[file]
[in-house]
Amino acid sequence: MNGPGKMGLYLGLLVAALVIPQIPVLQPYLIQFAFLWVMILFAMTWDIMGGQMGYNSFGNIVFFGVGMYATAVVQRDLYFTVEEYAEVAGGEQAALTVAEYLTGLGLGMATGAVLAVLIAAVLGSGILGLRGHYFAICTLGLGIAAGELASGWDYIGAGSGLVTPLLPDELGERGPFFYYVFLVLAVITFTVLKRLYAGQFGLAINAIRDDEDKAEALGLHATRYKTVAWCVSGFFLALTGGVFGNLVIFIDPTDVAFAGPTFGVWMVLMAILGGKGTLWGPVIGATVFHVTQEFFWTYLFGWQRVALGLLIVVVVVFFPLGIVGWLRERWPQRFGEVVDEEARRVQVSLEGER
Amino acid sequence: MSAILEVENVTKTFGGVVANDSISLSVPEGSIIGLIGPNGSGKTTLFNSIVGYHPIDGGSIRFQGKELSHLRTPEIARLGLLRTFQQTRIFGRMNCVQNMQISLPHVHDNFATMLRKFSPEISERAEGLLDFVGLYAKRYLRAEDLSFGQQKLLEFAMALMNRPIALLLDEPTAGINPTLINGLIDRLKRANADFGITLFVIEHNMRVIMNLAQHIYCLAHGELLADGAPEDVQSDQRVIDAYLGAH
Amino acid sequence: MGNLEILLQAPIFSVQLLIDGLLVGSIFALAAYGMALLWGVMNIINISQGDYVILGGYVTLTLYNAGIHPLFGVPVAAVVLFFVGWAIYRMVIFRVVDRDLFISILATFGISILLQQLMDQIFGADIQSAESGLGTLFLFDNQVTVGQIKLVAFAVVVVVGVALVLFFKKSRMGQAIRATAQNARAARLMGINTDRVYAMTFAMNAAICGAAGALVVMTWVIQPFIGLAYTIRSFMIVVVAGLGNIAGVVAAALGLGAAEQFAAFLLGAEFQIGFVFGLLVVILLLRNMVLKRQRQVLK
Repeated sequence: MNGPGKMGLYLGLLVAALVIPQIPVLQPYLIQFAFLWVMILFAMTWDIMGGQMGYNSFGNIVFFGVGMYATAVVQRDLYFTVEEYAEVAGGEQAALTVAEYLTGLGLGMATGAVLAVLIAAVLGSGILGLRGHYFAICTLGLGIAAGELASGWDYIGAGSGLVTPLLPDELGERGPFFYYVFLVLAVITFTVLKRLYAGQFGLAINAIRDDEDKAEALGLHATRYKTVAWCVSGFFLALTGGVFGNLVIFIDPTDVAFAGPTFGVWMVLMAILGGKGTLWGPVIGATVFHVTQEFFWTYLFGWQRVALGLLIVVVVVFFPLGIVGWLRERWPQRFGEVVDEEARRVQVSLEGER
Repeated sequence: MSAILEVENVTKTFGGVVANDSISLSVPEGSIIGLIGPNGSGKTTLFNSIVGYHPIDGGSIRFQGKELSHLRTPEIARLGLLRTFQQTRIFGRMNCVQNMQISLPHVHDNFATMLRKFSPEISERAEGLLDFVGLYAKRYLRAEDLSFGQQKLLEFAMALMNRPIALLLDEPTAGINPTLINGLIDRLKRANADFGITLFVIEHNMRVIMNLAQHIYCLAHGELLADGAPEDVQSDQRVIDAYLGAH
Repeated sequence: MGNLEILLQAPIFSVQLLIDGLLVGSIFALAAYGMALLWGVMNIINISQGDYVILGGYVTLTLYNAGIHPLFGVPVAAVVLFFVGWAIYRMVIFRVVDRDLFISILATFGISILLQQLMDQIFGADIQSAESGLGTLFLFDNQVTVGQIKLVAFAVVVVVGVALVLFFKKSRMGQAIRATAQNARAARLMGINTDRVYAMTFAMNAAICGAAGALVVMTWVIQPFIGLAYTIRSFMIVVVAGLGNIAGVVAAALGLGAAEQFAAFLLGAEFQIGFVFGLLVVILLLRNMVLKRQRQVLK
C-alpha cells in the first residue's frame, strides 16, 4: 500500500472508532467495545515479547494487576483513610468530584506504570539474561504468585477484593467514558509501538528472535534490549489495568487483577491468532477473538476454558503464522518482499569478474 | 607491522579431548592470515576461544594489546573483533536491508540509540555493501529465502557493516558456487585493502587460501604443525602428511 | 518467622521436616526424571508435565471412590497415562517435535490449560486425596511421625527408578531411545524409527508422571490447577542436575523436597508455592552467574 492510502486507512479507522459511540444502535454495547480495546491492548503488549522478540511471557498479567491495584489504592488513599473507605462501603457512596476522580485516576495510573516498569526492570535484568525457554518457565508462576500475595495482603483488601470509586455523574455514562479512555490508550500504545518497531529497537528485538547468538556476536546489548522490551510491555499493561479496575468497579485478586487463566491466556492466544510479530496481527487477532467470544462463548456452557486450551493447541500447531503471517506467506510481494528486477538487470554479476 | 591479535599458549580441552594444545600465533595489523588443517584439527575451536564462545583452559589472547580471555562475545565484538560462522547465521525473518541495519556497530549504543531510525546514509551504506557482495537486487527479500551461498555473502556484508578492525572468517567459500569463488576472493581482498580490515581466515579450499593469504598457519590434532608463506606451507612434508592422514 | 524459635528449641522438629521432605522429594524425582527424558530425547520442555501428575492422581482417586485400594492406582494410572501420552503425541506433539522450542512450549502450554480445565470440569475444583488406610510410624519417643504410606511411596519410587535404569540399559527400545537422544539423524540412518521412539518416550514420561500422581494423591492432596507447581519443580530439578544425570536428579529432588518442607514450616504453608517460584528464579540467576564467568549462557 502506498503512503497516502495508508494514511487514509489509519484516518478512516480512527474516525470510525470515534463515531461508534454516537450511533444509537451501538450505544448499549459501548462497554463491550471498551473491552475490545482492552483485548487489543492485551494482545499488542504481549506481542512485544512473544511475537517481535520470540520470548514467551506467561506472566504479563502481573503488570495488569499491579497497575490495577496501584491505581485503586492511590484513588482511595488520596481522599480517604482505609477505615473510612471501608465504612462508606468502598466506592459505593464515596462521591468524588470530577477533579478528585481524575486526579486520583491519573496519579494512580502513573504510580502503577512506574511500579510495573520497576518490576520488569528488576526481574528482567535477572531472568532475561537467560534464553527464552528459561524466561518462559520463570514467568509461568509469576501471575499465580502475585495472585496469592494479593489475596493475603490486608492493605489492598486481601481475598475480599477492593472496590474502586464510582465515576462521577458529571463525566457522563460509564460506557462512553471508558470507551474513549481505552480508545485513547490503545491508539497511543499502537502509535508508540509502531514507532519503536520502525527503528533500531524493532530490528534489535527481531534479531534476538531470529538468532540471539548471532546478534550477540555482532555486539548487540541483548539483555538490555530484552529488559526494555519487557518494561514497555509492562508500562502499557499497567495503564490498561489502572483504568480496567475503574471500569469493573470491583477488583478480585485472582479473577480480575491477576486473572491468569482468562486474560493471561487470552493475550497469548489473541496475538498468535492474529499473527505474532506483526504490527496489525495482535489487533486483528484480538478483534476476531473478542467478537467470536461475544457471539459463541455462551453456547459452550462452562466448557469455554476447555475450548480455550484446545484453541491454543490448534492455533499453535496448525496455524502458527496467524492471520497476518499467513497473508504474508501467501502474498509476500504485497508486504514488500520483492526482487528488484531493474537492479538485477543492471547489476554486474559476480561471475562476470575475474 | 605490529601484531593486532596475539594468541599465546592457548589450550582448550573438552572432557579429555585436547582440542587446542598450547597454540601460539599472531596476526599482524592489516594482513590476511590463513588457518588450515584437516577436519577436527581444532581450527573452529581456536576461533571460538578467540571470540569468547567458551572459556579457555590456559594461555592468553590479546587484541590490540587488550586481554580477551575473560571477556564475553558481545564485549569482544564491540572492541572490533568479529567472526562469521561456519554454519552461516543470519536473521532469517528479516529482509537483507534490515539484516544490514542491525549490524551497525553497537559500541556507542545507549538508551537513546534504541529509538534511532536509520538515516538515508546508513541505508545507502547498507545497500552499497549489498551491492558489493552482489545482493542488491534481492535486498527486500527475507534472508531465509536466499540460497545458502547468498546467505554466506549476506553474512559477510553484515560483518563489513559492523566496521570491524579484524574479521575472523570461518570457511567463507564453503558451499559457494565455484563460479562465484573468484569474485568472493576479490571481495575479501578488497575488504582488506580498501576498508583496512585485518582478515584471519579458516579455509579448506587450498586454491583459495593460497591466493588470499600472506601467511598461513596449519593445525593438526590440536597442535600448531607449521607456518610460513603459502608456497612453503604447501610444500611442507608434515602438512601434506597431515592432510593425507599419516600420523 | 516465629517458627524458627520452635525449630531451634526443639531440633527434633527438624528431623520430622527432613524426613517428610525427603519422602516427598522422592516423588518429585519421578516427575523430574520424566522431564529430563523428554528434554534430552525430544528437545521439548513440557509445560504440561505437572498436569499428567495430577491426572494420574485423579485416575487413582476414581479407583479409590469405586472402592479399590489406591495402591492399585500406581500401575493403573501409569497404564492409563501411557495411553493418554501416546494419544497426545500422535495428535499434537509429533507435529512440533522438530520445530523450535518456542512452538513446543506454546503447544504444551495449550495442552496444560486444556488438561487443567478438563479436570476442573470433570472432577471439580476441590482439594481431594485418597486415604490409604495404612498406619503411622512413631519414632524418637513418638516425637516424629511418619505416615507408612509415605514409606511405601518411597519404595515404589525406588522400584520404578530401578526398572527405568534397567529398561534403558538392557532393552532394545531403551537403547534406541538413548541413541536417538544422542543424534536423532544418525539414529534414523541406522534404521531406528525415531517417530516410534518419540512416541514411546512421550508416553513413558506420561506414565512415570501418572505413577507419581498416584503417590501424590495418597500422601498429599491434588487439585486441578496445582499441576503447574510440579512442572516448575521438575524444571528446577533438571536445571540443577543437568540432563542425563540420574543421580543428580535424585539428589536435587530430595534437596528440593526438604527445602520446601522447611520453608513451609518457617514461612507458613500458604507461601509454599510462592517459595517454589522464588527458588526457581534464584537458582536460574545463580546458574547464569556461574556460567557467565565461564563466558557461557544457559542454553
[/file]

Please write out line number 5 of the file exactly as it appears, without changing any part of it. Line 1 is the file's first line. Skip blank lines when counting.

Repeated sequence: MNGPGKMGLYLGLLVAALVIPQIPVLQPYLIQFAFLWVMILFAMTWDIMGGQMGYNSFGNIVFFGVGMYATAVVQRDLYFTVEEYAEVAGGEQAALTVAEYLTGLGLGMATGAVLAVLIAAVLGSGILGLRGHYFAICTLGLGIAAGELASGWDYIGAGSGLVTPLLPDELGERGPFFYYVFLVLAVITFTVLKRLYAGQFGLAINAIRDDEDKAEALGLHATRYKTVAWCVSGFFLALTGGVFGNLVIFIDPTDVAFAGPTFGVWMVLMAILGGKGTLWGPVIGATVFHVTQEFFWTYLFGWQRVALGLLIVVVVVFFPLGIVGWLRERWPQRFGEVVDEEARRVQVSLEGER